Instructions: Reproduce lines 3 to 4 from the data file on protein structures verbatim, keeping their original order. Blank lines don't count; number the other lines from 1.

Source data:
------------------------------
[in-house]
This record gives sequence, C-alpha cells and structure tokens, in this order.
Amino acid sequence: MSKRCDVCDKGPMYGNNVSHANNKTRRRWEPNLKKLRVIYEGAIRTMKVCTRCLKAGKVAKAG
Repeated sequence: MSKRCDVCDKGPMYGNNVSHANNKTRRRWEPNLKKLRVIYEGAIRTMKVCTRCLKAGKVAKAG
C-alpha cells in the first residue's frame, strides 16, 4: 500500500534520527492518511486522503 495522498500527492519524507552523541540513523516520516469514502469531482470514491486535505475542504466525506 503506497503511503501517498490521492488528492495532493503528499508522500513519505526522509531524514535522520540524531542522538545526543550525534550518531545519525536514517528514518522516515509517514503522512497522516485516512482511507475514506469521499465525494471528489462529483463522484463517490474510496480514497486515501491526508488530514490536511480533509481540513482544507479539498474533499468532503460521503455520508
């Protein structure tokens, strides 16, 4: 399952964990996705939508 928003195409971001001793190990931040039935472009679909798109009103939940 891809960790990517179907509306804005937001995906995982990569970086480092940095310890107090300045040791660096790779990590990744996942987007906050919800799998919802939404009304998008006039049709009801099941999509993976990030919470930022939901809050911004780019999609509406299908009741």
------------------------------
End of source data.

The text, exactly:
Amino acid sequence: MSKRCDVCDKGPMYGNNVSHANNKTRRRWEPNLKKLRVIYEGAIRTMKVCTRCLKAGKVAKAG
Repeated sequence: MSKRCDVCDKGPMYGNNVSHANNKTRRRWEPNLKKLRVIYEGAIRTMKVCTRCLKAGKVAKAG